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      GameDev.net and CRC Press have teamed up to bring a free ebook of content curated from top titles published by CRC Press. The freebook, Practices of Game Design & Indie Game Marketing, includes chapters from The Art of Game Design: A Book of Lenses, A Practical Guide to Indie Game Marketing, and An Architectural Approach to Level Design. The GameDev.net FreeBook is relevant to game designers, developers, and those interested in learning more about the challenges in game development. We know game development can be a tough discipline and business, so we picked several chapters from CRC Press titles that we thought would be of interest to you, the GameDev.net audience, in your journey to design, develop, and market your next game. The free ebook is available through CRC Press by clicking here. The Curated Books The Art of Game Design: A Book of Lenses, Second Edition, by Jesse Schell Presents 100+ sets of questions, or different lenses, for viewing a game’s design, encompassing diverse fields such as psychology, architecture, music, film, software engineering, theme park design, mathematics, anthropology, and more. Written by one of the world's top game designers, this book describes the deepest and most fundamental principles of game design, demonstrating how tactics used in board, card, and athletic games also work in video games. It provides practical instruction on creating world-class games that will be played again and again. View it here. A Practical Guide to Indie Game Marketing, by Joel Dreskin Marketing is an essential but too frequently overlooked or minimized component of the release plan for indie games. A Practical Guide to Indie Game Marketing provides you with the tools needed to build visibility and sell your indie games. With special focus on those developers with small budgets and limited staff and resources, this book is packed with tangible recommendations and techniques that you can put to use immediately. As a seasoned professional of the indie game arena, author Joel Dreskin gives you insight into practical, real-world experiences of marketing numerous successful games and also provides stories of the failures. View it here. An Architectural Approach to Level Design This is one of the first books to integrate architectural and spatial design theory with the field of level design. The book presents architectural techniques and theories for level designers to use in their own work. It connects architecture and level design in different ways that address the practical elements of how designers construct space and the experiential elements of how and why humans interact with this space. Throughout the text, readers learn skills for spatial layout, evoking emotion through gamespaces, and creating better levels through architectural theory. View it here. Learn more and download the ebook by clicking here. Did you know? GameDev.net and CRC Press also recently teamed up to bring GDNet+ Members up to a 20% discount on all CRC Press books. Learn more about this and other benefits here.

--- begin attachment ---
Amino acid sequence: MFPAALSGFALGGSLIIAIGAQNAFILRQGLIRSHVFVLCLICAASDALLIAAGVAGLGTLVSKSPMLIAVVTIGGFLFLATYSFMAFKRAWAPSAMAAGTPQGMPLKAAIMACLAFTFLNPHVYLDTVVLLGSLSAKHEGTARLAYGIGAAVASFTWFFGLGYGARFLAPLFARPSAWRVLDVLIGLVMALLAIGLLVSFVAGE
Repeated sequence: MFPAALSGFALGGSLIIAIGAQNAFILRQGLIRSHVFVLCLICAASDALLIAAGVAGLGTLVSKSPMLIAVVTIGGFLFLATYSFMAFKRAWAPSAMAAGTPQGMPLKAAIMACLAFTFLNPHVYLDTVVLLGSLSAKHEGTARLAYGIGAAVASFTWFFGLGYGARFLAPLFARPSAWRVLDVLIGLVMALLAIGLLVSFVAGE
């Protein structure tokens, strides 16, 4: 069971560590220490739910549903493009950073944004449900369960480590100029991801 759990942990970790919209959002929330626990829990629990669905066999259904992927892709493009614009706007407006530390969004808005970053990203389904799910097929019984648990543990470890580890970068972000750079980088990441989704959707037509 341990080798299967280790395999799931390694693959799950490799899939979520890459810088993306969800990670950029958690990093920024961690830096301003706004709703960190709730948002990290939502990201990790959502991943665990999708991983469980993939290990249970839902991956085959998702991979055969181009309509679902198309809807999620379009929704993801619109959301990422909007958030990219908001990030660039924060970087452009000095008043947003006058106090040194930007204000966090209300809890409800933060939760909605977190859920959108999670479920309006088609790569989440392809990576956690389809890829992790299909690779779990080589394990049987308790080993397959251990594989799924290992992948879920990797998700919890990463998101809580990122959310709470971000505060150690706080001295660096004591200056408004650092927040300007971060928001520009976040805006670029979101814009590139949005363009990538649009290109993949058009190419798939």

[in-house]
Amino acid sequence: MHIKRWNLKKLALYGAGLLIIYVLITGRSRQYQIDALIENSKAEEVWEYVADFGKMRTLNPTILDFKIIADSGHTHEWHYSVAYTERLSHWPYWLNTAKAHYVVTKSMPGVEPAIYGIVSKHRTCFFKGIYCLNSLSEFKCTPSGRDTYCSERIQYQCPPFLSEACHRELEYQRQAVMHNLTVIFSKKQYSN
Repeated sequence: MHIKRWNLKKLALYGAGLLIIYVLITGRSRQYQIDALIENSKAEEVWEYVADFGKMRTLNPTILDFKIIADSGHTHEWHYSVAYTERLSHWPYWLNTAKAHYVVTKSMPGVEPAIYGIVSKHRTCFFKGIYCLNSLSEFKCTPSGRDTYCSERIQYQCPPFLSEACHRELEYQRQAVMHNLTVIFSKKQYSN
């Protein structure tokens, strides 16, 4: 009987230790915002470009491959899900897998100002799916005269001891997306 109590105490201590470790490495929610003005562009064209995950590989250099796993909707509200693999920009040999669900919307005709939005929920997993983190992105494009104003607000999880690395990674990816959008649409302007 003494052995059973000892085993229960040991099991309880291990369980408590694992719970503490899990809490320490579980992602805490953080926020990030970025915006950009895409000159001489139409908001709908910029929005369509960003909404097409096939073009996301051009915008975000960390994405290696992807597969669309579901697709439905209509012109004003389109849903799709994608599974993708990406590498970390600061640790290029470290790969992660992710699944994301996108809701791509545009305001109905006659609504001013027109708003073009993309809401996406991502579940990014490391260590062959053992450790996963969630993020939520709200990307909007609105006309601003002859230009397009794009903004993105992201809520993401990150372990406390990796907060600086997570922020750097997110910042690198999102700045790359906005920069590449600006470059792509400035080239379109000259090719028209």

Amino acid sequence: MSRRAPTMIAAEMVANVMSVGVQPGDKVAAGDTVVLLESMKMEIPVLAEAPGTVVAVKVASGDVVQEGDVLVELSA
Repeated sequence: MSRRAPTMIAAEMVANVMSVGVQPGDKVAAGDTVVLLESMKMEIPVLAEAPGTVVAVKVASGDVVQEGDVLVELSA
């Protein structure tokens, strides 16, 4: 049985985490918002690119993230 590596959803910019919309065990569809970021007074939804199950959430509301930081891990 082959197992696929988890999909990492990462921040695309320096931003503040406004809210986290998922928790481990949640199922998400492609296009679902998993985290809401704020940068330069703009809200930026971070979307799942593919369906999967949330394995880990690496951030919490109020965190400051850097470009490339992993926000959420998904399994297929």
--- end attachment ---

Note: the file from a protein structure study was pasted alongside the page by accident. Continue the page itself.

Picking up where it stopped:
WillTice

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  1. Assuming you want to make a simple game using HTML and Javascript, is there any reason you can't do it locally on your own computer, instead of going out and buying a domain name and setting up a website? For a basic game, you probably won't need much more than a browser to run it.